Sun, 11 May 1997 05:43:36 -0400 (EDT)
> > My proposal is to simply have all of memory as cache for disk,
> > looking at memory in chunks as mapping to disk as chunks.
> All you've described is virtual memory.
All I've described is persistent virtual memory
> This works fine if there isn't any sharing of that memory
> with other machines/address spaces. That is the hard part.
> You've also limited your total system data
> to the size of your address space, which is 4gb at best.
> Any you also must make sure GC doesn't need to
> scan over the whole disk-resident world.
It also works fine if there is sharing. A chunk is a chunk is a chunk.
I don't care where it is, it knows how to get to storage.
If you're dealing with multiple address systems, then you necessarily need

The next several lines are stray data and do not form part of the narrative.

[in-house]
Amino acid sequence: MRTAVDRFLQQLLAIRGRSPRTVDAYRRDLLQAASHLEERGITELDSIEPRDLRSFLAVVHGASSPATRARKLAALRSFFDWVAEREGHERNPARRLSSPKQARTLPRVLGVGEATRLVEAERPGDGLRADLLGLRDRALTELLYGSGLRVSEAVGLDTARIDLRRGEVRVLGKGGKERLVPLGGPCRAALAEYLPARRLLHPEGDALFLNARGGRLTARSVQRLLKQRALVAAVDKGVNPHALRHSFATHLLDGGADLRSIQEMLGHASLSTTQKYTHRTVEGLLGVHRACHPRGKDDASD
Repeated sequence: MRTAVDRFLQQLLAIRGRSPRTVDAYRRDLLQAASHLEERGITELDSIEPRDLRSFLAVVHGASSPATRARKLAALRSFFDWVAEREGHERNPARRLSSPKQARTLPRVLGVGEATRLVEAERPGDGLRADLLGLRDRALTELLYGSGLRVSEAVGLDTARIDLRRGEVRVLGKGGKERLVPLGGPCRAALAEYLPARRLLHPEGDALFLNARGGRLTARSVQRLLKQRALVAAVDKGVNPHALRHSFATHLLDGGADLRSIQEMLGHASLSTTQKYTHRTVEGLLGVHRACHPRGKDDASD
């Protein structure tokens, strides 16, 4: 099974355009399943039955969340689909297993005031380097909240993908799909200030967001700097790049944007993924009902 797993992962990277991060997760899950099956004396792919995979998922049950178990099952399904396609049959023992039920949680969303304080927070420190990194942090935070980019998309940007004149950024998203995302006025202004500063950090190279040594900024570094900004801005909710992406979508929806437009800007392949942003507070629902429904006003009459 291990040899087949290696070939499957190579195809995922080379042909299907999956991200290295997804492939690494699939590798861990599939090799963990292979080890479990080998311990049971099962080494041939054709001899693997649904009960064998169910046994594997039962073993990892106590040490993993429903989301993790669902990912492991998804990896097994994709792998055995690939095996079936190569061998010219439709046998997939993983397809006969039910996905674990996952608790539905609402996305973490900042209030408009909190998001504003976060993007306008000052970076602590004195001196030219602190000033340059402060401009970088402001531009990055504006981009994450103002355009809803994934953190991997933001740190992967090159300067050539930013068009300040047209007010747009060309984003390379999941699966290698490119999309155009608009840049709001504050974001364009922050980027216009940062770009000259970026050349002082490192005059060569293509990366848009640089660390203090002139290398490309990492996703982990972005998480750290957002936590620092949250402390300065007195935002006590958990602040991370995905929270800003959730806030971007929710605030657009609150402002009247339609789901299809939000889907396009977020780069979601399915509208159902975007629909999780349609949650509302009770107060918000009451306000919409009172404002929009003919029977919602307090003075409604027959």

ipc. Address spaces are also likely to grow to 64 bit in the near future as
32 bit machines go obsolete. I don't see this as a real issue.
Note that since we're dealing with blocks, we get 4 gig of _blocks_ not bytes.
So, if our block is 4k, we get 17,592,186,044,416 bytes to play with.
This should be enough, although this pushes our references to 44 bits.
The gc issue is the same for any large system.
Using a generational gc is a simple fix here, it also fits in with
your paging system since the emphemeral generation will be the one most needing
cache, with long term storage often happily swapped out for long periods.